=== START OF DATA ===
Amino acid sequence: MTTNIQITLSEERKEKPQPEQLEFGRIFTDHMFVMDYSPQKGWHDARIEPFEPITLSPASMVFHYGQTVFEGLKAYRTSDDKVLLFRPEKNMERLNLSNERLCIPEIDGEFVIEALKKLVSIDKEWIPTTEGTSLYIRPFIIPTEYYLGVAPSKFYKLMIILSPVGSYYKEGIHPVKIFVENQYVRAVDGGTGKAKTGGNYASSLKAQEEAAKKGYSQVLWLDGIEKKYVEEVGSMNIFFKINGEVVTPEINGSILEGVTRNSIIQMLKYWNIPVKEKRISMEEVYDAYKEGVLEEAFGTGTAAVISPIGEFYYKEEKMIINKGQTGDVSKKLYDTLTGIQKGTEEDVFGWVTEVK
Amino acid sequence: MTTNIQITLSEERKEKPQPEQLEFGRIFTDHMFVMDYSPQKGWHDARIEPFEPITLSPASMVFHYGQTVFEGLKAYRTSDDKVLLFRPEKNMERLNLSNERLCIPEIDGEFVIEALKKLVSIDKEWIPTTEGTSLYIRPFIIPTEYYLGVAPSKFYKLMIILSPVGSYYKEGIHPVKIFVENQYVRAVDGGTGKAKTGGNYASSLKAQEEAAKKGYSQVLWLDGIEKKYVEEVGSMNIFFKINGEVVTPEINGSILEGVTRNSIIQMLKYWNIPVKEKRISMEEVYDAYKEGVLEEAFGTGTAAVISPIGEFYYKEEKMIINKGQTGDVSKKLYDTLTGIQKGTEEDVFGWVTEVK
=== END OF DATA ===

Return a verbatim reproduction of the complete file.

Amino acid sequence: MTTNIQITLSEERKEKPQPEQLEFGRIFTDHMFVMDYSPQKGWHDARIEPFEPITLSPASMVFHYGQTVFEGLKAYRTSDDKVLLFRPEKNMERLNLSNERLCIPEIDGEFVIEALKKLVSIDKEWIPTTEGTSLYIRPFIIPTEYYLGVAPSKFYKLMIILSPVGSYYKEGIHPVKIFVENQYVRAVDGGTGKAKTGGNYASSLKAQEEAAKKGYSQVLWLDGIEKKYVEEVGSMNIFFKINGEVVTPEINGSILEGVTRNSIIQMLKYWNIPVKEKRISMEEVYDAYKEGVLEEAFGTGTAAVISPIGEFYYKEEKMIINKGQTGDVSKKLYDTLTGIQKGTEEDVFGWVTEVK
Amino acid sequence: MTTNIQITLSEERKEKPQPEQLEFGRIFTDHMFVMDYSPQKGWHDARIEPFEPITLSPASMVFHYGQTVFEGLKAYRTSDDKVLLFRPEKNMERLNLSNERLCIPEIDGEFVIEALKKLVSIDKEWIPTTEGTSLYIRPFIIPTEYYLGVAPSKFYKLMIILSPVGSYYKEGIHPVKIFVENQYVRAVDGGTGKAKTGGNYASSLKAQEEAAKKGYSQVLWLDGIEKKYVEEVGSMNIFFKINGEVVTPEINGSILEGVTRNSIIQMLKYWNIPVKEKRISMEEVYDAYKEGVLEEAFGTGTAAVISPIGEFYYKEEKMIINKGQTGDVSKKLYDTLTGIQKGTEEDVFGWVTEVK